No Longer "Arresting the Problem Away," Chief McManus Describes SAPD's New Approach for the Homeless

click to enlarge Chief William McManus with Fire Chief Charles Hood (left) brief the media on the IMPACT teams. - MICHAEL MARKS
Michael Marks
Chief William McManus with Fire Chief Charles Hood (left) brief the media on the IMPACT teams.
Shortly after rejoining the San Antonio Police Department in October, Chief William McManus stressed that one of his first priorities would be to change the way his department — and in turn, the City of San Antonio — interacts with the city's homeless population. On Thursday, his vision came into sharper focus.

McManus, along with San Antonio Fire Department Chief Charles Hood, gave more details about the IMPACT teams now on San Antonio streets at a press conference on Thursday. The teams represent the city's new approach with the homeless, with McManus emphasizing a departure from "arresting the problem away." 

The teams are mobile and canvass certain areas for the city rather than wait on calls. They approach people on the street and offer them medical treatment or navigation through other city services.

“We try to get them to go with us to provide the services that they need. Some go, some don’t. But the idea is if we can get one person to go, then we’ve been successful that day,” McManus said.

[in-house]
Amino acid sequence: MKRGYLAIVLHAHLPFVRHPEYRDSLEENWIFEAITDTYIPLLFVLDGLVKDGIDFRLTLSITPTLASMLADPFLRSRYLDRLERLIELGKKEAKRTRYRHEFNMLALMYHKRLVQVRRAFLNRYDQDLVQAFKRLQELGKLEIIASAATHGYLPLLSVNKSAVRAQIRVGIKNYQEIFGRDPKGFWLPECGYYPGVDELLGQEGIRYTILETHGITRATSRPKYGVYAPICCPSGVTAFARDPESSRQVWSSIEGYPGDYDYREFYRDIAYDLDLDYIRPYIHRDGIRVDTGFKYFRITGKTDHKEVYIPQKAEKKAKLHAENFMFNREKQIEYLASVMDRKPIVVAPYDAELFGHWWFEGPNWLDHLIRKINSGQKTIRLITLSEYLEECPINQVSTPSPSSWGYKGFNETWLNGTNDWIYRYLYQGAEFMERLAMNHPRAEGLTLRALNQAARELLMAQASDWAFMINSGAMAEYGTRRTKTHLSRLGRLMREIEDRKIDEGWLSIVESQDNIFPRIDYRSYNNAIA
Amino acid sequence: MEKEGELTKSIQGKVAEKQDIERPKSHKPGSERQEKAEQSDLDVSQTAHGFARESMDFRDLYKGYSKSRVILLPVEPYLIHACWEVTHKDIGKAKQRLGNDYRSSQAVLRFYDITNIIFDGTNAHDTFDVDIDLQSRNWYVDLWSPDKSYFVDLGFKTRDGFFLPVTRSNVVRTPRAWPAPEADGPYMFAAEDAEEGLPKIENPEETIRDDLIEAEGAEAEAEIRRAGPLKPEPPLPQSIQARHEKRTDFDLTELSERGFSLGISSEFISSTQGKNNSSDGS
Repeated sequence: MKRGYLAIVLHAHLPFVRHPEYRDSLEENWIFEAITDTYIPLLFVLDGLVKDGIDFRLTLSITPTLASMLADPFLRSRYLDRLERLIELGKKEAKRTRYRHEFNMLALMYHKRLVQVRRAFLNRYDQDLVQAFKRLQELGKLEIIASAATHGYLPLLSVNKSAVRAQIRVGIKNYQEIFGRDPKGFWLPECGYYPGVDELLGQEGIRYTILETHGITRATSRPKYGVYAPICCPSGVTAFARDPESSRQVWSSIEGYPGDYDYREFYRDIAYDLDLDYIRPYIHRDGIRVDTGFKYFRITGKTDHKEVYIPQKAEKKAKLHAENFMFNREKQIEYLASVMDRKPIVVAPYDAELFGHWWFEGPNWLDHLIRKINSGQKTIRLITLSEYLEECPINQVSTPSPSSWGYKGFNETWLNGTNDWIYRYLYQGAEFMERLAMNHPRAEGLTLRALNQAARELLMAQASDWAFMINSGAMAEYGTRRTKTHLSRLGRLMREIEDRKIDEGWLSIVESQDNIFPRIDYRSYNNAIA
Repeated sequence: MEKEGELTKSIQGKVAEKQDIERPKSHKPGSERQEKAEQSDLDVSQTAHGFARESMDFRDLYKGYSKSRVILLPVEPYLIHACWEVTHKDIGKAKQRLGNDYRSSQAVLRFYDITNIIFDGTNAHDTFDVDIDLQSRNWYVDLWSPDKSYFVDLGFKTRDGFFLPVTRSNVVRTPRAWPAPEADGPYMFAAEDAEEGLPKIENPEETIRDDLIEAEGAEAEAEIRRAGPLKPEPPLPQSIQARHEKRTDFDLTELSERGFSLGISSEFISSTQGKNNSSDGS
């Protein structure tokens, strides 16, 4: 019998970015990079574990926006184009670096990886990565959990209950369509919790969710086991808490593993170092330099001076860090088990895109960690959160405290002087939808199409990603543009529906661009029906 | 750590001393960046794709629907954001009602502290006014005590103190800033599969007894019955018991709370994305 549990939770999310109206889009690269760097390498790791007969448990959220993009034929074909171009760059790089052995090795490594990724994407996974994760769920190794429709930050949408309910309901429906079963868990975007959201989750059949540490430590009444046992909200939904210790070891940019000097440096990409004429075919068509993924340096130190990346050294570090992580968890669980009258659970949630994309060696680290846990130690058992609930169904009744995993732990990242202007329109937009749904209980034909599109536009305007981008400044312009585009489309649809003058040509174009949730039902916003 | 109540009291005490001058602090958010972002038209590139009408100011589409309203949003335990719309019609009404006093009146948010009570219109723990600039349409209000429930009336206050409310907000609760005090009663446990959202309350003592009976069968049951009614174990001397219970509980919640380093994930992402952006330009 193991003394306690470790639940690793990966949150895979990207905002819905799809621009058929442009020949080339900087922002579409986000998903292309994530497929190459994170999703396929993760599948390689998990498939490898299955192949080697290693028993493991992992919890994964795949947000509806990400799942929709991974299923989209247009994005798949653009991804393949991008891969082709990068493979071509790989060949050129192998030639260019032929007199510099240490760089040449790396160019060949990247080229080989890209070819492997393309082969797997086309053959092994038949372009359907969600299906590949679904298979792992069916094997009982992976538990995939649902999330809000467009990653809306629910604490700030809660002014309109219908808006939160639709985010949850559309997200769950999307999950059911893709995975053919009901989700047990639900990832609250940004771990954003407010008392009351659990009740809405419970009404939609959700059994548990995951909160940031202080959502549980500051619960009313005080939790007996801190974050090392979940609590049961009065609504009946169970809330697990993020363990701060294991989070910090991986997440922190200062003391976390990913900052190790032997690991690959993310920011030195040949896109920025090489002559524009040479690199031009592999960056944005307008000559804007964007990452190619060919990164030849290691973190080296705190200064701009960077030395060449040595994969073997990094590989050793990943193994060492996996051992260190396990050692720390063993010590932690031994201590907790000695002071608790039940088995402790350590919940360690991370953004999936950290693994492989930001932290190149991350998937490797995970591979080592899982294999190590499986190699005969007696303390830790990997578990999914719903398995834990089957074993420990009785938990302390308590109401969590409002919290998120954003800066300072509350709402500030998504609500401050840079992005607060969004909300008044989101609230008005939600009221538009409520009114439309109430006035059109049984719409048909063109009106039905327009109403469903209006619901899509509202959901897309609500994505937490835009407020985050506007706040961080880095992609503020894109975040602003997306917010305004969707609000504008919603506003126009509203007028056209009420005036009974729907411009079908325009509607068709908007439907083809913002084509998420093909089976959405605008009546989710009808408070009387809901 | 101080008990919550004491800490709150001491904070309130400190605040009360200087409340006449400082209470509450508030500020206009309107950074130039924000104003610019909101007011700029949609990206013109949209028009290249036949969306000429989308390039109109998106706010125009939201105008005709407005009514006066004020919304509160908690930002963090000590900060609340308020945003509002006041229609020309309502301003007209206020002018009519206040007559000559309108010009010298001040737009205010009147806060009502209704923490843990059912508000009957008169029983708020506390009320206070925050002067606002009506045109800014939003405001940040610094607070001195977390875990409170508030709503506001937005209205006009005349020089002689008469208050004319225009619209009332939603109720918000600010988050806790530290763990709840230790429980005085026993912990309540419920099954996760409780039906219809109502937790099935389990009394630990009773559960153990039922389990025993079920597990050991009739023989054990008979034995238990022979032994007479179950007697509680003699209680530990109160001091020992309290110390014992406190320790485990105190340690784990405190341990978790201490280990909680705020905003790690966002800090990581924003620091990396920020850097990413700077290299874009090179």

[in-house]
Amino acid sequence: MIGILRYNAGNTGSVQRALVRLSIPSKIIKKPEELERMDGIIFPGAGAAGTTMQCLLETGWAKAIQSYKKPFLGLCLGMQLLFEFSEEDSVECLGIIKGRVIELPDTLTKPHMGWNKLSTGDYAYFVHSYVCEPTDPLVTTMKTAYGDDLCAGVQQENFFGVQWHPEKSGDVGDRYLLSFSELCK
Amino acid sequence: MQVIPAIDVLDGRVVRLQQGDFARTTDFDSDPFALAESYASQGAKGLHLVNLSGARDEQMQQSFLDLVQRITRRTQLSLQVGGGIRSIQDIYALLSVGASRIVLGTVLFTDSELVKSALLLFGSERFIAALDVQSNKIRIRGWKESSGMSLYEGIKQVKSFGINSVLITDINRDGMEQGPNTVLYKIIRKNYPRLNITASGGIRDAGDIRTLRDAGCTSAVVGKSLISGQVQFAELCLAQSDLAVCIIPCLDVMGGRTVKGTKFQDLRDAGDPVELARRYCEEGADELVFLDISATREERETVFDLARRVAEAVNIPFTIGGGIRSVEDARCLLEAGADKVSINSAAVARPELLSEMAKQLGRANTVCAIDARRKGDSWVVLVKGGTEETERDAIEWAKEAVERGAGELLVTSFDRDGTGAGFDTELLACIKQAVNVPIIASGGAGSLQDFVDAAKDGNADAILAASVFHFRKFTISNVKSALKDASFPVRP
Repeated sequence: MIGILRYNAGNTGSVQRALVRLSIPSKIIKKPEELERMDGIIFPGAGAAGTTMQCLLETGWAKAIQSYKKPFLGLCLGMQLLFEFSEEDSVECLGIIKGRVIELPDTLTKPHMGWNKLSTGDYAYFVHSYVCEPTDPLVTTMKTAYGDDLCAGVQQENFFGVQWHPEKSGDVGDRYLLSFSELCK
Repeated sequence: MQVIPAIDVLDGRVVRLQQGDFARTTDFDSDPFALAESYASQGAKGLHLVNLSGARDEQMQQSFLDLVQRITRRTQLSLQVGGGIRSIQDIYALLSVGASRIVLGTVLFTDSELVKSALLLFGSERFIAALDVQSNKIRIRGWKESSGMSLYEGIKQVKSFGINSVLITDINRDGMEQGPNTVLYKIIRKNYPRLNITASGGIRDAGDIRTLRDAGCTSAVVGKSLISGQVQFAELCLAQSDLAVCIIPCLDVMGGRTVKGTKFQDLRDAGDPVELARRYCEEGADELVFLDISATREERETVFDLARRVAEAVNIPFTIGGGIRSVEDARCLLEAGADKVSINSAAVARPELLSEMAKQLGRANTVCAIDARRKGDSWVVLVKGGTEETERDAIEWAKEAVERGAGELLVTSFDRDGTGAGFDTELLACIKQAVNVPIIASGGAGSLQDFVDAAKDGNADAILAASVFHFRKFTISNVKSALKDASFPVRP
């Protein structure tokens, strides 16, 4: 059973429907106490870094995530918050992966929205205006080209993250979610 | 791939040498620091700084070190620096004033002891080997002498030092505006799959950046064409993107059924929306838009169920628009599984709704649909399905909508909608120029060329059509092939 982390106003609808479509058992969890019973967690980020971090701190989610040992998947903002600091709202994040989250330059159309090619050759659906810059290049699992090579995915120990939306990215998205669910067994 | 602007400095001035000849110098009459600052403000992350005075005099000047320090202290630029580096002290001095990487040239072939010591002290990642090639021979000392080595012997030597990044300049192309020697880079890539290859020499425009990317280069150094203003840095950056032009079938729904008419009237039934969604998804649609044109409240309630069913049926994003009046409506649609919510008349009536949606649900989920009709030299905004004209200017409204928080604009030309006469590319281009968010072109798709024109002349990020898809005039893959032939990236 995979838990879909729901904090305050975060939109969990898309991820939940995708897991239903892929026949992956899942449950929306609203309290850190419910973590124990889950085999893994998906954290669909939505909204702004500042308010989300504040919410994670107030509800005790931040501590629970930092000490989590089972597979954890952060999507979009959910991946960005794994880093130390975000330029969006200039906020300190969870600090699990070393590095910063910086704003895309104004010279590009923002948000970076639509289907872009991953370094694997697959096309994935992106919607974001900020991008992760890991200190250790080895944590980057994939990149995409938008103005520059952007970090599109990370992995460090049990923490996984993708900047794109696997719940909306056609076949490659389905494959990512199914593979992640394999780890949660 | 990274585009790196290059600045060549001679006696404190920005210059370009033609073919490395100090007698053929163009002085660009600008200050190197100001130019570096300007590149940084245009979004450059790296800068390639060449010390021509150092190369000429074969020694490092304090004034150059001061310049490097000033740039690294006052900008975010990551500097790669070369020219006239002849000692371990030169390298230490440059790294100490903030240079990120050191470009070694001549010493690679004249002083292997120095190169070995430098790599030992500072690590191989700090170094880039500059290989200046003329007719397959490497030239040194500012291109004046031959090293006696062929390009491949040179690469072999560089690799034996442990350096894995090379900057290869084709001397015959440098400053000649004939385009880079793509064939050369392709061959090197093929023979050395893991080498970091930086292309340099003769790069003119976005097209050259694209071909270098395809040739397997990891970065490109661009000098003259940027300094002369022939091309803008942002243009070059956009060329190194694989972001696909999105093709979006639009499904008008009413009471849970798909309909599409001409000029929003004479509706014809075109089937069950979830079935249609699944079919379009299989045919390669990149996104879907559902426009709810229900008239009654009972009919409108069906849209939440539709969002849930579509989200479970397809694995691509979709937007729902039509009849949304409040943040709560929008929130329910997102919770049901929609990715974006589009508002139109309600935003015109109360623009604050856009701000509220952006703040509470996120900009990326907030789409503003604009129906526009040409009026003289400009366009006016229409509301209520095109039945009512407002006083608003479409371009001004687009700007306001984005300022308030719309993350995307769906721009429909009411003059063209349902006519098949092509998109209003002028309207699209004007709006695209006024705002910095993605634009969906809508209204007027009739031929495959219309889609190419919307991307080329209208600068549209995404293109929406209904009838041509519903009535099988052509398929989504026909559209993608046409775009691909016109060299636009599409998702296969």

The teams have been on the street for a week. Each one is comprised of four or five members, including members of SAPD’s mental health unit, EMS workers, psychological outreach workers from the Center for Healthcare Services and caseworkers from Haven for Hope. McManus hopes to eventually put several teams on the street everyday, but there aren’t sufficient resources for that yet.

The approach is also meant to cut down on the amount of unnecessary calls the fire department and EMS must respond to, many of which are generated by homeless people who aren’t in immediate need of medical attention, Hood said.

McManus also said that while the teams’ main function is to help people on the street, particularly those who struggle with mental illness or drug addiction, police wouldn’t hesitate to arrest people breaking the law. But ultimately, the teams are meant to be a more effective and efficient method of assisting the homeless.

“This is about the Golden Rule, it’s about treating these people who are very ill and dysfunctional with dignity and respect and trying to get them help,” said Leon Evans, CEO of the Center for Health Care Services. “It’s not about hassling people, it’s about trying to help them and getting them to the right place.”
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